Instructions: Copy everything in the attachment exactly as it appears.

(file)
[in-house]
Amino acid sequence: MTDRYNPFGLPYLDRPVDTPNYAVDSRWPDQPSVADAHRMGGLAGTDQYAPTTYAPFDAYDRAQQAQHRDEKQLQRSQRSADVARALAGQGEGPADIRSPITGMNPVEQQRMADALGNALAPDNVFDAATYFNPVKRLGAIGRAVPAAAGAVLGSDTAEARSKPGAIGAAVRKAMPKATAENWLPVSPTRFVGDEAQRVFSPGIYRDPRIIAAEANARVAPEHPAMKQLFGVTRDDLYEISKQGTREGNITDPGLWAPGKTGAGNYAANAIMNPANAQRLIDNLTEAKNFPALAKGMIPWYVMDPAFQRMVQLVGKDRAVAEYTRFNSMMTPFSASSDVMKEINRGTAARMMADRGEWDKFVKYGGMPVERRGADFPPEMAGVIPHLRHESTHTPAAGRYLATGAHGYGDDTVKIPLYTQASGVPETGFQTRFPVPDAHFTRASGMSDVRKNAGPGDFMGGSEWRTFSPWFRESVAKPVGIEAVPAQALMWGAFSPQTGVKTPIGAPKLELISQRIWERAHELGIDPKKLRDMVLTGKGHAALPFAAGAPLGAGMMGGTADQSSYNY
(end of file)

[in-house]
Amino acid sequence: MTDRYNPFGLPYLDRPVDTPNYAVDSRWPDQPSVADAHRMGGLAGTDQYAPTTYAPFDAYDRAQQAQHRDEKQLQRSQRSADVARALAGQGEGPADIRSPITGMNPVEQQRMADALGNALAPDNVFDAATYFNPVKRLGAIGRAVPAAAGAVLGSDTAEARSKPGAIGAAVRKAMPKATAENWLPVSPTRFVGDEAQRVFSPGIYRDPRIIAAEANARVAPEHPAMKQLFGVTRDDLYEISKQGTREGNITDPGLWAPGKTGAGNYAANAIMNPANAQRLIDNLTEAKNFPALAKGMIPWYVMDPAFQRMVQLVGKDRAVAEYTRFNSMMTPFSASSDVMKEINRGTAARMMADRGEWDKFVKYGGMPVERRGADFPPEMAGVIPHLRHESTHTPAAGRYLATGAHGYGDDTVKIPLYTQASGVPETGFQTRFPVPDAHFTRASGMSDVRKNAGPGDFMGGSEWRTFSPWFRESVAKPVGIEAVPAQALMWGAFSPQTGVKTPIGAPKLELISQRIWERAHELGIDPKKLRDMVLTGKGHAALPFAAGAPLGAGMMGGTADQSSYNY